Buddhism and meditation
On Tuesday, the Dalai Lama spoke about Buddhism in the modern world. In his talk titled “Stages of Meditation: Buddhism for the 21st Century,” His Holiness explained the basic principles of Buddhism and called for respect for all beliefs.
The Dalai Lama gave the talk in celebration of the 10th anniversary of MIT’s Prajnopaya chapter. Prajnopaya, which is Sanskrit for wisdom and compassion, is an organization that encourages the study of Buddhism and humanitarian efforts. The lecture was based on the Buddhist text “Stages of Meditation,” written by Indian yogi scholar Acharya Kamalashila in the eighth century.
After introductory performances by Boston vocal group Blue Heron and violinist Adrian Anantawan, the Dalai Lama was welcomed to the very crowded Kresge Auditorium by MIT’s Buddhist chaplain, the Venerable Tenzin Priyadarshi.
Accompanied by several monks, His Holiness took the stage. The stage at Kresge featured a raised platform, furnished with a coffee table and a couch, several cushions for the monks to sit on, and a tapestry hanging in the background. He amused the crowd by accepting and putting on an MIT baseball hat, which he later compared to a visor he had brought with him.
He began by speaking about the importance of religious tolerance, saying that “religious faith must come from within … it is up to the individual” to decide and sharing stories of others attempting to convert him to their religion. “You must have faith in your own beliefs and respect for others’ [beliefs],” he said.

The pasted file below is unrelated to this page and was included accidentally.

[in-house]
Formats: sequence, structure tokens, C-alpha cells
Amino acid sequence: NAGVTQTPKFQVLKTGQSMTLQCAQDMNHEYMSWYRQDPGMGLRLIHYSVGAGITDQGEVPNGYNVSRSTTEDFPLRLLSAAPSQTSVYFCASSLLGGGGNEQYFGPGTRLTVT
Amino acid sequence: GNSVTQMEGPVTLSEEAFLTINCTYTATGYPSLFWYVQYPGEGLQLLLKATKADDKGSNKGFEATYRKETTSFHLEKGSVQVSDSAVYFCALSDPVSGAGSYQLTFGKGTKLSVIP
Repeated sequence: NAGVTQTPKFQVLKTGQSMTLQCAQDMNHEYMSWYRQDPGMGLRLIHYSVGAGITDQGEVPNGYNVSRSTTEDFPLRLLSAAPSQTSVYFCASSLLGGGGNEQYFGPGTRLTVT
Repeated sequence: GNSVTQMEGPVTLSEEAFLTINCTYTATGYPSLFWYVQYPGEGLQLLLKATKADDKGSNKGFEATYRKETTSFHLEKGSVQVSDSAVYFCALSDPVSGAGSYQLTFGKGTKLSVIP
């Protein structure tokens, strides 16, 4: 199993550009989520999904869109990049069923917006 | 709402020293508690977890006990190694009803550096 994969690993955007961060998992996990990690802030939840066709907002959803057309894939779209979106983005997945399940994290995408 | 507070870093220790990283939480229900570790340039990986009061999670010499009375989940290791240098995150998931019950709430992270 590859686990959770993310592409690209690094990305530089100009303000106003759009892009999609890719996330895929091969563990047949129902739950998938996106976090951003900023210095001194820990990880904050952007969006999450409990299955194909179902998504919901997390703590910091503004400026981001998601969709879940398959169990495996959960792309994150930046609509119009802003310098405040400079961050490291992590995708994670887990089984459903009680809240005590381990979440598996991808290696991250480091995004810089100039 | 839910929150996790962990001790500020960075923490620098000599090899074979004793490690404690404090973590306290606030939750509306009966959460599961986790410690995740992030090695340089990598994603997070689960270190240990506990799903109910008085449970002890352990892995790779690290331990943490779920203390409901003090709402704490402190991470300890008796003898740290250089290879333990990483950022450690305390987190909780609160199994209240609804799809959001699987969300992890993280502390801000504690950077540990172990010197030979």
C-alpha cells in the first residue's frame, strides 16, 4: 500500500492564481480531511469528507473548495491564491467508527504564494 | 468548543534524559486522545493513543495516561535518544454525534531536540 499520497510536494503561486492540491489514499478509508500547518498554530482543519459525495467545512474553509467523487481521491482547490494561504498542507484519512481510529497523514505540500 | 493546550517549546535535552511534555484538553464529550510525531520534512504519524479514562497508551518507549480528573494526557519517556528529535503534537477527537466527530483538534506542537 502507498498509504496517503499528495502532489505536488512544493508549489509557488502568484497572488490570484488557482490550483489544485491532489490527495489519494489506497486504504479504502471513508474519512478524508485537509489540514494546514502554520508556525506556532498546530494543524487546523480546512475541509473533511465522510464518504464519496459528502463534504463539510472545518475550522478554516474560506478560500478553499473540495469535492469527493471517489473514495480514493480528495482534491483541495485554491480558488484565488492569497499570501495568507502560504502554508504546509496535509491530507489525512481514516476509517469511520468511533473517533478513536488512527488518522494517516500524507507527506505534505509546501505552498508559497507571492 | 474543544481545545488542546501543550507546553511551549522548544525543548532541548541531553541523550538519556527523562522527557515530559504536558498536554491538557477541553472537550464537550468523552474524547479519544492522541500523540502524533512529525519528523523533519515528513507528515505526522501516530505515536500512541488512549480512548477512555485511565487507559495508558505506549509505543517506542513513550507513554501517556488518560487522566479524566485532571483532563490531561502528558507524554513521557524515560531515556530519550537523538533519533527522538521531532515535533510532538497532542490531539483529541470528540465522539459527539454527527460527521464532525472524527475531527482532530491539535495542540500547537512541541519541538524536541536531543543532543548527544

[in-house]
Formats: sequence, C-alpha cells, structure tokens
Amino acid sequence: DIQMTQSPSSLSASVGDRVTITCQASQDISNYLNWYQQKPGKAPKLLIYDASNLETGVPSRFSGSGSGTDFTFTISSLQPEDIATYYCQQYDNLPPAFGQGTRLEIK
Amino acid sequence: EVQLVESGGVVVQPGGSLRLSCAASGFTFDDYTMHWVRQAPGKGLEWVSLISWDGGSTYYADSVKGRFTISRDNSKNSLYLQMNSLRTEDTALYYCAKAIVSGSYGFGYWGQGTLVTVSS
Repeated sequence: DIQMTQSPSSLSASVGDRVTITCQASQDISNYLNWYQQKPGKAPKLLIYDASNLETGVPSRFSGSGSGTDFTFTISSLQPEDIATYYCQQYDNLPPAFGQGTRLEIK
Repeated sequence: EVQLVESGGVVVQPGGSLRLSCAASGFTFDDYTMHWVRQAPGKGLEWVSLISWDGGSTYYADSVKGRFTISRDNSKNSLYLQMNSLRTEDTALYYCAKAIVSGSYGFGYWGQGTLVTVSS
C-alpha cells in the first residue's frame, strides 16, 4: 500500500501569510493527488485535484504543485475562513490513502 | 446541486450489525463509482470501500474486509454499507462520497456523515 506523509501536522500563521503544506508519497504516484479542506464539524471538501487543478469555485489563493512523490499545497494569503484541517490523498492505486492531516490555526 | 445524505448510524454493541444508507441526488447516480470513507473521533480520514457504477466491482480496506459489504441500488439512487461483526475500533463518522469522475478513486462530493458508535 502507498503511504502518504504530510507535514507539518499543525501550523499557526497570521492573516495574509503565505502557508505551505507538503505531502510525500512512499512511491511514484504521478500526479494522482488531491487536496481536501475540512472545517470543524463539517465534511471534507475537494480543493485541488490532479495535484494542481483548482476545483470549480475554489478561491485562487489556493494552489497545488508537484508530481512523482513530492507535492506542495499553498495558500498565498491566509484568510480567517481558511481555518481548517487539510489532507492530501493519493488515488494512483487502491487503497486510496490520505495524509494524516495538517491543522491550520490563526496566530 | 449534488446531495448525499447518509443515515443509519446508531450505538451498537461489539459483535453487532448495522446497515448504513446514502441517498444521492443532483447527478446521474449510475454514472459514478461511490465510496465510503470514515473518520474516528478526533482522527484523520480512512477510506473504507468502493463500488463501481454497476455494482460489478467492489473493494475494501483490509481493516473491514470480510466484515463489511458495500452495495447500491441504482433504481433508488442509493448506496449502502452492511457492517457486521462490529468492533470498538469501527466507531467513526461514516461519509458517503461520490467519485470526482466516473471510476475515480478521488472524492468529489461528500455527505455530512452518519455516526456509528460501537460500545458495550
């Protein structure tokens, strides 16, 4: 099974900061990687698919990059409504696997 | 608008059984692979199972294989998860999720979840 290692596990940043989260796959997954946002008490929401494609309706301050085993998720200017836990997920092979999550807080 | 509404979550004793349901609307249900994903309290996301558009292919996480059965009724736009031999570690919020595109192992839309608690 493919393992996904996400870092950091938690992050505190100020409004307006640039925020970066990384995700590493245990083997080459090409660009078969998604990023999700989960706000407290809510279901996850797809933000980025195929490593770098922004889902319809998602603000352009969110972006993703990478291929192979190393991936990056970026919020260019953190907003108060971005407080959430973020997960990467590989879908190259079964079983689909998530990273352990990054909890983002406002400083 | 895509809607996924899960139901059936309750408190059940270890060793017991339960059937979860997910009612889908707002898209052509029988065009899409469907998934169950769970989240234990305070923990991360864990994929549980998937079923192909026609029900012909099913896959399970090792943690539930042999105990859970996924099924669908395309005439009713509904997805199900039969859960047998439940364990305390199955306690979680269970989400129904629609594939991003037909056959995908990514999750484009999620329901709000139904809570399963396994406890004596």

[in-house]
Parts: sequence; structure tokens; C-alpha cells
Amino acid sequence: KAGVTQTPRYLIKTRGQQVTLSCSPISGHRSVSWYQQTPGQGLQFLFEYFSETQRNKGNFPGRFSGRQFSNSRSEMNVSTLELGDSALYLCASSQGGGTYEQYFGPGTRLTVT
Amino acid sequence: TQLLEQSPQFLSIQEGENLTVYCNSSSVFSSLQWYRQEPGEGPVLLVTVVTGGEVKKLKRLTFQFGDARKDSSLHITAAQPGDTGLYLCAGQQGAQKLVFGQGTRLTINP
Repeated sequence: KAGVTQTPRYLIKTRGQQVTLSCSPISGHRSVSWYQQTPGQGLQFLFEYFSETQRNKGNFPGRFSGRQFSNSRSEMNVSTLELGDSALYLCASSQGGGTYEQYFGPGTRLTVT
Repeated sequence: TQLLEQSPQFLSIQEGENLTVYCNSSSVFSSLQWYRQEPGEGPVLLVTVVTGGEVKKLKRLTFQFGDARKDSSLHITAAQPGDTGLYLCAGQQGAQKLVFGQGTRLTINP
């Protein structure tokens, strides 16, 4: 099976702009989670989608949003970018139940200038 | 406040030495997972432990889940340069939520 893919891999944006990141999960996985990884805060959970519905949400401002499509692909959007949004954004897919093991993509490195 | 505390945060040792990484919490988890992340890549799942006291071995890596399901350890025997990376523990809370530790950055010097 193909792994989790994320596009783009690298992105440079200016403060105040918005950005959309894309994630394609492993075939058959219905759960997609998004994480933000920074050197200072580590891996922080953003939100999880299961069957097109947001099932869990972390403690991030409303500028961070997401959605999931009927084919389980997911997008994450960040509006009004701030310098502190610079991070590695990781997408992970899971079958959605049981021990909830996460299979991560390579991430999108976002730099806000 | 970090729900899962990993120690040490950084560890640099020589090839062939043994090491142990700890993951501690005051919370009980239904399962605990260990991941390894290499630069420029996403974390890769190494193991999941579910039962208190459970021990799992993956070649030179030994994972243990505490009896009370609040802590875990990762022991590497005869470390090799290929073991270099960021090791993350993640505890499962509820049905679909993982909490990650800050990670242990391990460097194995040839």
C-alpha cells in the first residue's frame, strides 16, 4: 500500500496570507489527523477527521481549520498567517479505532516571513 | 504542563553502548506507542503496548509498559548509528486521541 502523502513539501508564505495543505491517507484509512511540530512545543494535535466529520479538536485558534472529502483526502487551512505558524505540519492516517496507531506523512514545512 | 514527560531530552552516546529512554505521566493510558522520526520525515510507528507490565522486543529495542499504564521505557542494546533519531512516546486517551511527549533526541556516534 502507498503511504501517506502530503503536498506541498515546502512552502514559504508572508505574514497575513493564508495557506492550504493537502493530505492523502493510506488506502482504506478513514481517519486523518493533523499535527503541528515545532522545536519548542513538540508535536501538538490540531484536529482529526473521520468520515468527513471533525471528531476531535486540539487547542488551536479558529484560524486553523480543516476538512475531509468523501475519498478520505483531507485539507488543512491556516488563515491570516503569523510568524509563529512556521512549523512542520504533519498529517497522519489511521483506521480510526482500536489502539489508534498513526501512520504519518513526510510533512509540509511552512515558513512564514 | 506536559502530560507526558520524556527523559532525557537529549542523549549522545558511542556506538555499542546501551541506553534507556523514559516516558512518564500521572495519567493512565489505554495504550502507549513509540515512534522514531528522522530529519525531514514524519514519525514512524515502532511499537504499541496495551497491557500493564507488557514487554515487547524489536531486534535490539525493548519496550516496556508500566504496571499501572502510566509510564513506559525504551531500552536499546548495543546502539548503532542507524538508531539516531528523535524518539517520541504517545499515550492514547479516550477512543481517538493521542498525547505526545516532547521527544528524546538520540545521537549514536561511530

The Dalai Lama also gave a brief overview of the principles of Buddhism. He explained that Buddhists believe suffering is caused by a misconception of reality that leads to unrealistic expectations. According to the teachings of Buddhism, people focus too much on external conditions and not the experiences themselves. The antidote to suffering is to “cultivate wisdom” and attempt to “understand the ultimate nature of reality,” said the Dalai Lama.
Another key idea in Buddhism the Dalai Lama mentioned is the idea of opposing forces that cannot coexist — if we wish to decrease one force, we can do so by increasing the other. He gave examples of ignorance and wisdom; if we gain wisdom, we will stop being ignorant. The Dalai Lama also applied this idea to the forces of anger and kindness.
The Dalai Lama peppered his talk with anecdotes of his travels and insights he had gained from talking to people around the world. He was an incredibly engaging speaker, keeping the audience entertained with his great enthusiasm and good nature.